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Unveiling a New Benchmarking Framework from Ori

Access BeFOri for LLama2 and LLama3 Benchmarks on Nvidia V100s and H100 Chips

Using the New Benchmarking Framework from Ori for LLama2 and LLama3 Benchmarks on Nvidia V100s and H100 Chips

Why a Chip Benchmarking Framework for AI Models?

At Ori, we were frustrated that there were no open source projects to benchmark self-hosted AI model performance across different chips. So, we created our own! We named it “Benchmarking Framework from Ori” or “BeFOri” for short. (You can check out the GitHub repo here.) Unlike standard applications,  bringing cutting edge AI applications to market necessitates the careful selection of hardware to run the dependent models at scale. Hardware  impacts both the performance and economics of your AI application. Unfortunately, there’s no simple heuristic to base this decision on, but a few things are certain: you need enough RAM to hold billions of parameters in memory, enough bandwidth to get your prompts and inferences to and from users, and enough compute  to handle parallel requests at scale.

Long before you’re ready to select the number and type of chip architecture to scale your application, you must first develop  or select an off-the-shelf model, create or acquire data for training, and/or perform fine tuning exercises to the model. Fortunately, there’s an abundance of benchmarks for AI Model Performance and leader boards to share results that, through the power of crowdsourcing, can  provide guidance on the relevance, coherence, creativity, and safety of an out-of-box model, with the ability to track  as you train. 

After investing all this time and resources developing an AI application, why would you leave the selection of the optimal hardware to chance? Trial and error without standardized benchmarks is inefficient at best, and extremely unlikely to lead to an optimal solution. To address this gap in the MLOps cycle, Ori developed an easy to use open source solution to bring scientific rigor to the chip selection process, ensuring our customers are getting the most out of their GPU hour spend.

Introducing GPU Benchmarks for Self Hosted Models with BeFOri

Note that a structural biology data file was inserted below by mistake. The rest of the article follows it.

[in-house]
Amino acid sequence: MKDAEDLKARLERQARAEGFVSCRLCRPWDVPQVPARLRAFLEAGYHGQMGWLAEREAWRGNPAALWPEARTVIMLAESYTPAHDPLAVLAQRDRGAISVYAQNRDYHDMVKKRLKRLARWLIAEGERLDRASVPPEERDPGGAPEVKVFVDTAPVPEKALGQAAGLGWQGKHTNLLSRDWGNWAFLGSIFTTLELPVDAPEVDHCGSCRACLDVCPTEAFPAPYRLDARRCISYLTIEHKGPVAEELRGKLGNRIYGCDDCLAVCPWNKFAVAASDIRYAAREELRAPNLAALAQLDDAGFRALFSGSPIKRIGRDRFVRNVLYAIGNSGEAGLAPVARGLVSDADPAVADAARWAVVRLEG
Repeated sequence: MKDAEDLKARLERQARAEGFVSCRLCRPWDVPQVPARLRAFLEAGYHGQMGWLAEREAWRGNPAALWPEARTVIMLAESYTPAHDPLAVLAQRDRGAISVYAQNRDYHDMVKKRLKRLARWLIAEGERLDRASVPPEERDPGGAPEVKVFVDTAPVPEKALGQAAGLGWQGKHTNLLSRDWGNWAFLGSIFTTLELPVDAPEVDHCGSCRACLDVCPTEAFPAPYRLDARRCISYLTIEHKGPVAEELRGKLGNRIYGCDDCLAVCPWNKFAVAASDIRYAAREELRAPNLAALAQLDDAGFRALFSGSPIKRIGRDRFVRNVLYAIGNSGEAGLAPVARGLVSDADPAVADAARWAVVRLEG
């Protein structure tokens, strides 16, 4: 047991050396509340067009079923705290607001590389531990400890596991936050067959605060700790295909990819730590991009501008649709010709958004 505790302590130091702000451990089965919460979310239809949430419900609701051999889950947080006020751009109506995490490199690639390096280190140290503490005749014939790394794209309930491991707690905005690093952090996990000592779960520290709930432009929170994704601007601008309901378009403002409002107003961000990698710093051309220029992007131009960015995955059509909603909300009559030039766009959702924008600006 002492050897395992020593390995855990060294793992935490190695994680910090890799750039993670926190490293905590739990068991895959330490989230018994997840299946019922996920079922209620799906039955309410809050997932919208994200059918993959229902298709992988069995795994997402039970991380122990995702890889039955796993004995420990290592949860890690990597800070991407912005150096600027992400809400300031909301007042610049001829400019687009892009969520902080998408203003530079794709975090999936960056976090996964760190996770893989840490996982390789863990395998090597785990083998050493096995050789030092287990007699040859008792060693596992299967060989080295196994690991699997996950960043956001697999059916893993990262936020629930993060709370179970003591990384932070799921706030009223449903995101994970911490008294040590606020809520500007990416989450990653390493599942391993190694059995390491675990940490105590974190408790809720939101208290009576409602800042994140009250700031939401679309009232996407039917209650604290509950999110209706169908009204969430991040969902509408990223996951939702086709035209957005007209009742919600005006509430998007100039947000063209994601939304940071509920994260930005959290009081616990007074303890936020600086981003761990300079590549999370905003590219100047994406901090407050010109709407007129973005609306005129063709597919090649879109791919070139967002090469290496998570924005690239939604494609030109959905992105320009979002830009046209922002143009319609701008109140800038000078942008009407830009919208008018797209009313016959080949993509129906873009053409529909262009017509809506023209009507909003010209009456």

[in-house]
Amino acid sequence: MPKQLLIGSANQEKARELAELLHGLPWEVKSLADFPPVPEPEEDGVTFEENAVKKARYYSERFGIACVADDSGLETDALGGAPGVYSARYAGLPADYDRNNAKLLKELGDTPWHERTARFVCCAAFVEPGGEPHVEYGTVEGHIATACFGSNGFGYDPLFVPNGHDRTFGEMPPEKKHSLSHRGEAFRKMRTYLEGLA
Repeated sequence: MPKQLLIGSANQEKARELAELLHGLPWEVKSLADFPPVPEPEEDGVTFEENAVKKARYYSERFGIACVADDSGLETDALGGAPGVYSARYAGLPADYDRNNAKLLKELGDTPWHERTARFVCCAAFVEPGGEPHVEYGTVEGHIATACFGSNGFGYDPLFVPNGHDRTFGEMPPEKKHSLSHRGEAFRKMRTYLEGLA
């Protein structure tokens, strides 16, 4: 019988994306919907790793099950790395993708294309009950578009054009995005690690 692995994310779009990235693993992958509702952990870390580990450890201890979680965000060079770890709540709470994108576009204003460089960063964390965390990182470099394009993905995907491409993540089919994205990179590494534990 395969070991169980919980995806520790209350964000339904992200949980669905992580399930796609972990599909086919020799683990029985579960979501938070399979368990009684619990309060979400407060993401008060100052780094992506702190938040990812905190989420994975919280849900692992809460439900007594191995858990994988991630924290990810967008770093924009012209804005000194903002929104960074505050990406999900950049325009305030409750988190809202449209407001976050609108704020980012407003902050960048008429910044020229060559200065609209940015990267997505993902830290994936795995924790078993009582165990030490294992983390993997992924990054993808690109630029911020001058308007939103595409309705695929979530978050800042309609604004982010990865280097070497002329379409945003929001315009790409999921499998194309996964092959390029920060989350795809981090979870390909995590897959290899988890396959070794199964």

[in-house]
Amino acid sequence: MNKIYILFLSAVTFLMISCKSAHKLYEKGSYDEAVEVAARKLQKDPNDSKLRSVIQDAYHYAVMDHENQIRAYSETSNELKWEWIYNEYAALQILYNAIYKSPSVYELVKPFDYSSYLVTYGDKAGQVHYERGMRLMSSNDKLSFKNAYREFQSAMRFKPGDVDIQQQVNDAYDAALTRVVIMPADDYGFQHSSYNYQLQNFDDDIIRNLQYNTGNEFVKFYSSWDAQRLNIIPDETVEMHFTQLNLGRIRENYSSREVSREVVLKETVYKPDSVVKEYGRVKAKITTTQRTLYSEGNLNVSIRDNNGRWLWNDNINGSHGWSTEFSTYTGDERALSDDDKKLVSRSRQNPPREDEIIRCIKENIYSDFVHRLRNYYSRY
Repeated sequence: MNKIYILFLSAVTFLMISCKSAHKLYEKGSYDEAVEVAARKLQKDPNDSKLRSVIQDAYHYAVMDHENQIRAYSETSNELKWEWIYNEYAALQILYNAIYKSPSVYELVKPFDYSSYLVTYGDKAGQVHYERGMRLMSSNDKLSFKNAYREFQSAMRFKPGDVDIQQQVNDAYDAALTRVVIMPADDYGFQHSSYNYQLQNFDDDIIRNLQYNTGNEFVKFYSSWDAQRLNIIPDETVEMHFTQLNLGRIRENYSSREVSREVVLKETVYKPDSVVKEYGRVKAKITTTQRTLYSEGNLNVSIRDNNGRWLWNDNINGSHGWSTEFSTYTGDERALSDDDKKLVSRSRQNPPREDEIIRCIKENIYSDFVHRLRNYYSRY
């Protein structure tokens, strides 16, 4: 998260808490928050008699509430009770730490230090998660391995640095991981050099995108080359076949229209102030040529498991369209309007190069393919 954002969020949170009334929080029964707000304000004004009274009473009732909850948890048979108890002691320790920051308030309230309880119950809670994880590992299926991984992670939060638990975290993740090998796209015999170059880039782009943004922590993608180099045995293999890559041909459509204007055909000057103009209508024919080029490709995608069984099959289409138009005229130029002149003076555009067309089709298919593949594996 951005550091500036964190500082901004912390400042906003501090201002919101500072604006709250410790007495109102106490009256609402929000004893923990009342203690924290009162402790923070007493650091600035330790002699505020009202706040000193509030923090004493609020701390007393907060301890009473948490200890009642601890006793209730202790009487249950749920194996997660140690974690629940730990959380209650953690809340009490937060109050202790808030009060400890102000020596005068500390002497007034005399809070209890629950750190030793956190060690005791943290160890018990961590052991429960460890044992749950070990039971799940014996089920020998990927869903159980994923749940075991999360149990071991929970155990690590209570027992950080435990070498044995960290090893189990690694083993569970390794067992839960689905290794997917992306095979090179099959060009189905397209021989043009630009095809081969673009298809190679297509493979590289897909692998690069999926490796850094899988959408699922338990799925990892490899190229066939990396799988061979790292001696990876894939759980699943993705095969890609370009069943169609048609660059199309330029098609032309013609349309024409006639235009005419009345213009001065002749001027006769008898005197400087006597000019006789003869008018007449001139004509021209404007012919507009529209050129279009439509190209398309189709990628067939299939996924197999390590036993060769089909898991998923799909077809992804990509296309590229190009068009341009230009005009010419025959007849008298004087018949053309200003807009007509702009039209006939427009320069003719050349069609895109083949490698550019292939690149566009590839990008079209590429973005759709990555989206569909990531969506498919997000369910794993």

Our newly developed BeFOri framework enables you to measure 4 key metrics for GPU chip performance for large language model (LLM) inference: 

  • Time to First Token (TTFT)
  • Inter-Token Latency (ITL)
  • End-to-End Latency (EL)
  • Token Throughput (TT) 

We choose to focus on LLM interference first because it’s one of the most common applications we see in the market today. In the future we will add capabilities to the framework to measure LLM training, as well as image generation and categorization tasks.

Supported models

Currently, BeFOri supports:

  • Llama2 (self hosted)
  • Llama3 (self hosted)
  • Several APIs and their compatible models including Open AI, Anthropic, Together AI, Hugging Face, and LiteLLM (a capability we inherited from forking LLMPerf from Anyscale). 

The benchmarking  framework leverages the Ray open source project  in order to parallelize Python. This enables as many concurrent requests as the hardware can support.

Customizations include the ability to select the average prompt length in tokens, as well as a standard deviation to better replicate realistic scenarios. Currently, the BeFOri selects from a library of Shakespear’s sonnets to provide inputs of the desired length. Finally, you can specify the average and standard deviation of the number of output tokens which will be embedded in the prompt sent to the model.

Metric: Time to First Token

Turning to the metrics, first we have Time to First Token (TTFT), sometimes called the prefill time, which measures the time that elapses between sending a prompt to an LLM and receiving the first word, or token back. TTFT  essentially tells you how long the user must wait before they start to see the model’s response. This is especially important for real-time interactions where users will start reading the response as the first words appear. For reference, users are accustomed to waiting less than a second for responses in modern web applications. This is an indicator of how long the model takes to process the prompt and make its first inference, so it is very sensitive to the length of the prompt.

Metric: Inter-Token Latency